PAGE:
Top Apps for Natural Disasters Top Apps for Natural Disasters

Can your smartphone be of any help if you're in the middle of a natural disaster? Can any app be of real use if some Sandy-like hurricane 30 times as big as Rhode Island is underway to ravage your city? Does it really make sense to grab your iPhone if the earth is literally quaking under your feet? Yes, it does. We have selected the best apps to help you out even in the most dire situations, be it an earthquake, super-hurricane, a huge tsunami, or all of this at once.

1. The FEMA app

Even if you think that any other app from our list is total hogwash, you still can make good use of this one. Installing the official app of the Federal Emergency Management Agency is always a great idea if you're looking for a reliable and efficient source of information about natural disasters about to strike your region. Unlike most government apps, the FEMA app doesn't have an interface akin to a nuclear plant control panel and can even be used by humans without any critical brain damage.

The Fema AppThe Fema App

This app includes the FEMA info service, providing you with the latest updates through SMS and social networks, tips about the nearest shelters you could take in case of a natural disaster, checklists for your natural disaster kits, and tons of other useful information.

iOS version

Android version

2. Life360

People tend to overuse their cellphones in two cases: on Christmas and during natural disasters. A volcano erupts somewhere in Bolivia and your Grandma calls you in Wisconsin to ask whether you're okay; there's an earthquake happening somewhere in Japan and all of your friends start calling you on your vacation in Thailand because 'it's in Asia and they thought something could happen to you'. Even more so, reaching someone on a mobile would be the last thing you would expect to happen when some natural disaster like the Sandy hurricane does really happen in your region.


That's where Life360 can save the day and your nerves you would otherwise lose worrying about your dearest. It allows you to establish your family private network for exchanging your location data, thus letting your family know you're safe. Of course, the app is especially popular with parents who want to know where their kid is hanging around even when the storm of the century isn't devastating the city. Sharing their location data can also help youngsters avoid these awkward moment when your Mum calls you at a party. Letting your wife know that you're still with your buddies at a bar without calling can also help you avoid a private-life disaster.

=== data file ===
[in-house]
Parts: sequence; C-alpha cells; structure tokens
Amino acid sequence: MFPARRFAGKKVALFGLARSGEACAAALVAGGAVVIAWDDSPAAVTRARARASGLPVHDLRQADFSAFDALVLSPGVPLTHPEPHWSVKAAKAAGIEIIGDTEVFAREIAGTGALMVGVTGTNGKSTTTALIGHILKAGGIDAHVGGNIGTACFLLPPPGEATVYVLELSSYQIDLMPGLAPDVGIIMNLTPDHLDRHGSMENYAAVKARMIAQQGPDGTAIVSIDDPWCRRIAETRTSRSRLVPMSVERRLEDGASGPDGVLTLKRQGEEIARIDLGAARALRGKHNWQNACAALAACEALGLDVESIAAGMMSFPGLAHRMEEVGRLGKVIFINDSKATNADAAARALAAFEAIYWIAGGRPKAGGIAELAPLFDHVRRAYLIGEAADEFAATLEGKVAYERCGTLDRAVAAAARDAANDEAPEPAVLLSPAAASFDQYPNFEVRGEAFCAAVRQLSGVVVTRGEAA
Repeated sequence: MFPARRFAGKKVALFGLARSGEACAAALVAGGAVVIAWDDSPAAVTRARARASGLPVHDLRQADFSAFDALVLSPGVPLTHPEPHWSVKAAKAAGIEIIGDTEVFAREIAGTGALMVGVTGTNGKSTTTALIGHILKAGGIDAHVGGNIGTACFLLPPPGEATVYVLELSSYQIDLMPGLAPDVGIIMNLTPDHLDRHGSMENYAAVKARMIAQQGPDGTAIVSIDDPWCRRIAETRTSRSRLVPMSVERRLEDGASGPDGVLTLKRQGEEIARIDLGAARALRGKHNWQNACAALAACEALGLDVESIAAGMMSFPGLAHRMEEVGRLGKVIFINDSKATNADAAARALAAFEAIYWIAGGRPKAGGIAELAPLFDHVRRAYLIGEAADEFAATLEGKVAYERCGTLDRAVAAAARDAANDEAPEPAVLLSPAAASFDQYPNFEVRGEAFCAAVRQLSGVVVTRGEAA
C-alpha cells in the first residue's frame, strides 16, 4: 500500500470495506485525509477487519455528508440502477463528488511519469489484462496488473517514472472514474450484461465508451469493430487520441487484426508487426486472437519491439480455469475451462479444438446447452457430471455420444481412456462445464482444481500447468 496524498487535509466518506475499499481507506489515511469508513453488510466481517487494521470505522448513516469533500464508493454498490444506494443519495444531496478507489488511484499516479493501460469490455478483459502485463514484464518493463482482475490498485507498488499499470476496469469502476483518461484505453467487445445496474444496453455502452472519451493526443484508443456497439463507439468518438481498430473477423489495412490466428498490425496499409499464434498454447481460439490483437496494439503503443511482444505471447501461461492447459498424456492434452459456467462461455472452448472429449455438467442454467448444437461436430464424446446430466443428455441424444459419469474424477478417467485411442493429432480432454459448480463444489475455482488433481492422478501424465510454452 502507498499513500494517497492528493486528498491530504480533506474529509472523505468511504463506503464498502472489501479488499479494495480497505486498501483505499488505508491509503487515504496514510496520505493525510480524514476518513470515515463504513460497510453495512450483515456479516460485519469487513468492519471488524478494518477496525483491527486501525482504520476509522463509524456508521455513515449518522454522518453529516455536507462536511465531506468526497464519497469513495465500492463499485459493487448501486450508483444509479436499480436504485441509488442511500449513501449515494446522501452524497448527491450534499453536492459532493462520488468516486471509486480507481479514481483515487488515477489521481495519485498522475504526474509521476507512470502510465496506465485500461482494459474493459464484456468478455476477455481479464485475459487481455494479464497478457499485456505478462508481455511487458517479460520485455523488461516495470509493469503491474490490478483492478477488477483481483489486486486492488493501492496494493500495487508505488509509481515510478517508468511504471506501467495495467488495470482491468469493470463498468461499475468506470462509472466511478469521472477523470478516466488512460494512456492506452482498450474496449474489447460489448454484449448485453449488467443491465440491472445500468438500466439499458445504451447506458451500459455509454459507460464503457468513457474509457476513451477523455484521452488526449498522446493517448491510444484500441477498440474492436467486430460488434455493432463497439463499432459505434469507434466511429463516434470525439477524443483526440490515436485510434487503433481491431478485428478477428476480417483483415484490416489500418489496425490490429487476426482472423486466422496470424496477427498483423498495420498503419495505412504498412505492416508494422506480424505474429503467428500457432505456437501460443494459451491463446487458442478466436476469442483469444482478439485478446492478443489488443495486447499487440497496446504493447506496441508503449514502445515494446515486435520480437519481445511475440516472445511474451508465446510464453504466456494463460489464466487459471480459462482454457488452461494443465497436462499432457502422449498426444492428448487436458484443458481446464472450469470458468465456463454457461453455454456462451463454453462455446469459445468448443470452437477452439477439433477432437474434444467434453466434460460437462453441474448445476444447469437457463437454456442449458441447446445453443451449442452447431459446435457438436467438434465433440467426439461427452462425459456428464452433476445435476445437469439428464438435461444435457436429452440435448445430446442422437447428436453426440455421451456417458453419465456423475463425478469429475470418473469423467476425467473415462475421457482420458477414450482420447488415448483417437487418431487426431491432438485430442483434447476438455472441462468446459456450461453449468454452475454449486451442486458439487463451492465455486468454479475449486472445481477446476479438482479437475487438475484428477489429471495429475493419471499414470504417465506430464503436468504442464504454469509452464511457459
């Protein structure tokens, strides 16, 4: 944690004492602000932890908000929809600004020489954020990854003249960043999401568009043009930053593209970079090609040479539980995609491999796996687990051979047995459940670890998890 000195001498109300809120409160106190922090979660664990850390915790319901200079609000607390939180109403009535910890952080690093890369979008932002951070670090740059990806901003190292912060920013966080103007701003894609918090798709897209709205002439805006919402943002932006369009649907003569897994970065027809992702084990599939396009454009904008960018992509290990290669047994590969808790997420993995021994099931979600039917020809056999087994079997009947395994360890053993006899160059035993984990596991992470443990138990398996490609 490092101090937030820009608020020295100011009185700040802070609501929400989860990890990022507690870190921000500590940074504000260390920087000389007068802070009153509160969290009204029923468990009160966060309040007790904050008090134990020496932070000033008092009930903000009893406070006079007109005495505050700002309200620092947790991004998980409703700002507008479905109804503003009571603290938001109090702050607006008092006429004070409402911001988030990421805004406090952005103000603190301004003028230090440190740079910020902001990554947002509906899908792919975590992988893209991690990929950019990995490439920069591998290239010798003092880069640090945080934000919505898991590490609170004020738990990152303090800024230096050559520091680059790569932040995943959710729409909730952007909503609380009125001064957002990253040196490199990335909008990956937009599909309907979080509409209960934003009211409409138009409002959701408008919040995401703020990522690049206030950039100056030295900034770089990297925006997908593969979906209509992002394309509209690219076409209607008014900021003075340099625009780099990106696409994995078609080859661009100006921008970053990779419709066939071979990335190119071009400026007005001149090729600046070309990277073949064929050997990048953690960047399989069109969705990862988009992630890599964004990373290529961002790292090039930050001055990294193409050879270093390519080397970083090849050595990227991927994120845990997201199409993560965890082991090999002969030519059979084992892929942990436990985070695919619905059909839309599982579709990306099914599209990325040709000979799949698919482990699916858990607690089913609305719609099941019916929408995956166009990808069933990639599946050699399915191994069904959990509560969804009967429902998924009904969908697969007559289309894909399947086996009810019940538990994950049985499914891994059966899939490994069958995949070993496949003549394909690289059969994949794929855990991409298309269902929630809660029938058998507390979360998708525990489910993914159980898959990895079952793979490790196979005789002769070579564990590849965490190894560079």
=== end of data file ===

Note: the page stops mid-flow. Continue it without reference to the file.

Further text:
The app comes for free for the first three uses and will then cost you $4.99/month.

iOS version

Android version

3. Emergency Radio

Time is money. And when a natural disaster strikes, time becomes even more valuable: any second may bring along something completely unexpected. That's why being in the know about what is happening right now seems like a right thing in a natural disaster. Emergency Radio should come in helpful for those who prefer having a direct access to the raw information from the affected areas rather than waiting for official announcements. It brings you more than 2,000 radio stations, including police, firefighters, and air control. Of course, it may take a while to cope with making sense out of what people say on the police radio and it can hardly be of really much use if there are no earthquakes around (nudge-nudge), but paying $3.99 for the radio station list that huge looks like a deal.

iOS version

Emergency RadioEmergency Radio

4. Plerts (aka Buddy Guard)

Plerts (portmanteau of 'personal alerts') is a nightmare for any more or less privacy-conscious person. After installing it on your smartphone, it will start making image and audio captures every 8-10 seconds and send them to the Plerts servers spiced up with GPS data about your current location. The purpose, however, is not to spy on you but rather to help you out in an emergency. Should you get into a difficult situation, you can hit the SOS button, and the entire data about your recent location will be sent to your emergency contact list accompanied with your recorded message.

Plerts has already stood a tough test in 2011, as many journalists used it to share their locations after the earthquake and tsunami in Japan. Fortunately, none of them was in a really precarious situation; yet, Plerts was proven as a great means to give people notice about your whereabouts if you think that things can get bad.

Buddy GuardBuddy Guard

The only big problem about Buddy Guard is that you never know whether its servers are really 100% protected. I shudder to imagine how much their potential attackers would know about me if they managed to access my data. On the other hand, so far we've had no reports about the Plerts servers being hacked. So, it's up to you to decide which safety is more important for you: that of your personal data or that of your perishable body.

iOS and Android version

Picture Credit: AP Images, FEMA, Life360, EdgeRift, Plerts

What is your experience with natural disasters?


Vũ Văn Nhân

Fema: wiki about disasters.
Life360: storing location and mapping graph search.
Emergency Radio: more local radio, earlier warning.
Plerts: tracing locate from time to time.

 –  9 years ago  –  Was it helpful? yes | no (0)